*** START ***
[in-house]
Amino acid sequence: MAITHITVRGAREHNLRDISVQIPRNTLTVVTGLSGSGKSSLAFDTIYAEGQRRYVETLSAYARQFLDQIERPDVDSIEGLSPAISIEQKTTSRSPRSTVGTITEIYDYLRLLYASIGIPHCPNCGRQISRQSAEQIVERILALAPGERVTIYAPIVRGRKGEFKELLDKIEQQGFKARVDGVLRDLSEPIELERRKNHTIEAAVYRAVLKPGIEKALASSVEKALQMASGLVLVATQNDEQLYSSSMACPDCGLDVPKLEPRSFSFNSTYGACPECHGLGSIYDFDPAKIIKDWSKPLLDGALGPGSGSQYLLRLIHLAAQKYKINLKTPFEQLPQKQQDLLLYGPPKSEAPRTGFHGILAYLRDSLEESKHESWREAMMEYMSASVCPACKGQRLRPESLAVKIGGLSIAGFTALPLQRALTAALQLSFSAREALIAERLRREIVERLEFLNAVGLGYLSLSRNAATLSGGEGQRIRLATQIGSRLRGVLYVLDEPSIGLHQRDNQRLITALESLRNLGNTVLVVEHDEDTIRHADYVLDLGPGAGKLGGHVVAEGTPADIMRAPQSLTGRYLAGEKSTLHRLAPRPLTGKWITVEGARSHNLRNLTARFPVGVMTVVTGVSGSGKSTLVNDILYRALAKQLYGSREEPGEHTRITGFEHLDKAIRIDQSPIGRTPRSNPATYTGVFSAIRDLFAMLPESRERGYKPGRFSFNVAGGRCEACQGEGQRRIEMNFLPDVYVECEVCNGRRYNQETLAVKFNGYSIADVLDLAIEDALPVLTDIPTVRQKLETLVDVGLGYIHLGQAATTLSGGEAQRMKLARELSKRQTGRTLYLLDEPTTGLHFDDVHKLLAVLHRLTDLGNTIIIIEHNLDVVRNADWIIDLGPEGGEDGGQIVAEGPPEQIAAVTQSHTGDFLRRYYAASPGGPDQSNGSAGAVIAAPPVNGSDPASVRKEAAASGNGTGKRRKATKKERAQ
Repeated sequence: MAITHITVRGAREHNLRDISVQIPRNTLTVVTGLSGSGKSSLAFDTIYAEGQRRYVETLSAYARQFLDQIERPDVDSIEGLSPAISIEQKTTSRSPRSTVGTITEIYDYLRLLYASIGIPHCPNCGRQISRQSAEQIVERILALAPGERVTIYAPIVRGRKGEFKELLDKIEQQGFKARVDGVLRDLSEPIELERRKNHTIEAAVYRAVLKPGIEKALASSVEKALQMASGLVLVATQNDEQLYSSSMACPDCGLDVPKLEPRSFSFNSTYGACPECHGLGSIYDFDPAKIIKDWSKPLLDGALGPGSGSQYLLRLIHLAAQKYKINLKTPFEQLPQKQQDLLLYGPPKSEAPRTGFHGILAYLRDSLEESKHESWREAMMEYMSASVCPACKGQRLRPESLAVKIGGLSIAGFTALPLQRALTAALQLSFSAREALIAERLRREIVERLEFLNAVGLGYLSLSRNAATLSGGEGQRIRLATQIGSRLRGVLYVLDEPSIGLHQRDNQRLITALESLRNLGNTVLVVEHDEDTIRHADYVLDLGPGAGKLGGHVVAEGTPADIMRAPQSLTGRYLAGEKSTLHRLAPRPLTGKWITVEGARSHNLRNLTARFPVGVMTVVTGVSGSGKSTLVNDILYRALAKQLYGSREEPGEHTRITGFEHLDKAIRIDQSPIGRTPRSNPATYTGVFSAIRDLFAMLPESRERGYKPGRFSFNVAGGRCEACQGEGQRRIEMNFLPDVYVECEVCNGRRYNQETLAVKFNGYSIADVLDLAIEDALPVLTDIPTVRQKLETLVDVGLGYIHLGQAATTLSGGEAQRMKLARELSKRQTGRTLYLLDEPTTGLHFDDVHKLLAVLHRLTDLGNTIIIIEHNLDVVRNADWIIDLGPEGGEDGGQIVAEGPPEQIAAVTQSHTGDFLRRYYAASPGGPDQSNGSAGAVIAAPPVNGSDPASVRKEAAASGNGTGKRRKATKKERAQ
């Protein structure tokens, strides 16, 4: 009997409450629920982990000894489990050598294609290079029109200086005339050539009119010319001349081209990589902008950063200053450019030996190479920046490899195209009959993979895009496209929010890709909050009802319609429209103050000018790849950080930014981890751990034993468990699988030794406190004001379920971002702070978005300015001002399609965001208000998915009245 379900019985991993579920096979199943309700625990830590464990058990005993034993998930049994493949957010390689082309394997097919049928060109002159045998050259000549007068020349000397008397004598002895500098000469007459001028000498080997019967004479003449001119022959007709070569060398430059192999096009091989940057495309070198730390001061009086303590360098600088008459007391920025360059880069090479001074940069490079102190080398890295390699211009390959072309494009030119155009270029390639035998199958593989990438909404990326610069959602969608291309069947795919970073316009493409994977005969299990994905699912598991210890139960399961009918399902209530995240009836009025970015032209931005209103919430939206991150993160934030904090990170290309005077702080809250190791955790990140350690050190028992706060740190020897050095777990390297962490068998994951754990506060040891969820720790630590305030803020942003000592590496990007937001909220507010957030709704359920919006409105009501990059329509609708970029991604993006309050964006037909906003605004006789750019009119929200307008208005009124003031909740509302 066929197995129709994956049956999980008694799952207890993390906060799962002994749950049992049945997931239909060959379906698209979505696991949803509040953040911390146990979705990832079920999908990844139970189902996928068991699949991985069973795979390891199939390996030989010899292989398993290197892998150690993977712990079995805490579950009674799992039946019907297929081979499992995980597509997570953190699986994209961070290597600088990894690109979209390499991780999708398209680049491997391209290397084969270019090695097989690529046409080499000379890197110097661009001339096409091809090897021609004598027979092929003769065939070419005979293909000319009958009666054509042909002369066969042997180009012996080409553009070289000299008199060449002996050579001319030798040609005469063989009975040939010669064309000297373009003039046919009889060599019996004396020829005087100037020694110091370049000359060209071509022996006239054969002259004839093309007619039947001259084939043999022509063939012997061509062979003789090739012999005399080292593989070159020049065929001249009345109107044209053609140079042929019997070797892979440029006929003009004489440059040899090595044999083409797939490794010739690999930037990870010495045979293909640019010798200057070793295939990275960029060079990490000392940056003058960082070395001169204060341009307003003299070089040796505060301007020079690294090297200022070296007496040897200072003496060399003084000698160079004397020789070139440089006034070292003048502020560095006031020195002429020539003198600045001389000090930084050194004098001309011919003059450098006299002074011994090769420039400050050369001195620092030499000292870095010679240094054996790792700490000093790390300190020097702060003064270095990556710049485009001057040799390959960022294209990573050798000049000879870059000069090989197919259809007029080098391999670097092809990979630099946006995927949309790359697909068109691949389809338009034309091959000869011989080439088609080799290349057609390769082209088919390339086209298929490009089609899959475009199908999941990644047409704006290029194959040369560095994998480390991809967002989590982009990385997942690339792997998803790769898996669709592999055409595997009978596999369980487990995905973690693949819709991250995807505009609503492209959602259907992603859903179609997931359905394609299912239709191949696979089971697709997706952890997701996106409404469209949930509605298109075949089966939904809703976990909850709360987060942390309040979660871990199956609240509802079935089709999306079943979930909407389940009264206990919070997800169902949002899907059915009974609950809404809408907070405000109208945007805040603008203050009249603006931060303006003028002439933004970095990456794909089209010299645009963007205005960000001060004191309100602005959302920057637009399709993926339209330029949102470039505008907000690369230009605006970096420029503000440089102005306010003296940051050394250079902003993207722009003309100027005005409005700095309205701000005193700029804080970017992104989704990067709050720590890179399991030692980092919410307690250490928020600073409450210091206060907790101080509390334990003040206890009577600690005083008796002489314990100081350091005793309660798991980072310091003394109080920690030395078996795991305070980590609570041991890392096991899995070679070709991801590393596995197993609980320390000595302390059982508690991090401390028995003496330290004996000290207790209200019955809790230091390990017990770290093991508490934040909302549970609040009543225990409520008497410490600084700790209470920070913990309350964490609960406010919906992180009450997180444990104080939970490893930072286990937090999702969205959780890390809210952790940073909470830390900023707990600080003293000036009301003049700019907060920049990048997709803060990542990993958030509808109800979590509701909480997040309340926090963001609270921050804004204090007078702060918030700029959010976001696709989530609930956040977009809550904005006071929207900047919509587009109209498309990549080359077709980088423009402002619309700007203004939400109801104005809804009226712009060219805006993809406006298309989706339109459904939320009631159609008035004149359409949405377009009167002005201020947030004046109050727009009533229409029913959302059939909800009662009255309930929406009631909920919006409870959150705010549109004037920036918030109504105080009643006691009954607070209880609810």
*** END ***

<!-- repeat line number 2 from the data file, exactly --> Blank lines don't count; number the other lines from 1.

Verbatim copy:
Amino acid sequence: MAITHITVRGAREHNLRDISVQIPRNTLTVVTGLSGSGKSSLAFDTIYAEGQRRYVETLSAYARQFLDQIERPDVDSIEGLSPAISIEQKTTSRSPRSTVGTITEIYDYLRLLYASIGIPHCPNCGRQISRQSAEQIVERILALAPGERVTIYAPIVRGRKGEFKELLDKIEQQGFKARVDGVLRDLSEPIELERRKNHTIEAAVYRAVLKPGIEKALASSVEKALQMASGLVLVATQNDEQLYSSSMACPDCGLDVPKLEPRSFSFNSTYGACPECHGLGSIYDFDPAKIIKDWSKPLLDGALGPGSGSQYLLRLIHLAAQKYKINLKTPFEQLPQKQQDLLLYGPPKSEAPRTGFHGILAYLRDSLEESKHESWREAMMEYMSASVCPACKGQRLRPESLAVKIGGLSIAGFTALPLQRALTAALQLSFSAREALIAERLRREIVERLEFLNAVGLGYLSLSRNAATLSGGEGQRIRLATQIGSRLRGVLYVLDEPSIGLHQRDNQRLITALESLRNLGNTVLVVEHDEDTIRHADYVLDLGPGAGKLGGHVVAEGTPADIMRAPQSLTGRYLAGEKSTLHRLAPRPLTGKWITVEGARSHNLRNLTARFPVGVMTVVTGVSGSGKSTLVNDILYRALAKQLYGSREEPGEHTRITGFEHLDKAIRIDQSPIGRTPRSNPATYTGVFSAIRDLFAMLPESRERGYKPGRFSFNVAGGRCEACQGEGQRRIEMNFLPDVYVECEVCNGRRYNQETLAVKFNGYSIADVLDLAIEDALPVLTDIPTVRQKLETLVDVGLGYIHLGQAATTLSGGEAQRMKLARELSKRQTGRTLYLLDEPTTGLHFDDVHKLLAVLHRLTDLGNTIIIIEHNLDVVRNADWIIDLGPEGGEDGGQIVAEGPPEQIAAVTQSHTGDFLRRYYAASPGGPDQSNGSAGAVIAAPPVNGSDPASVRKEAAASGNGTGKRRKATKKERAQ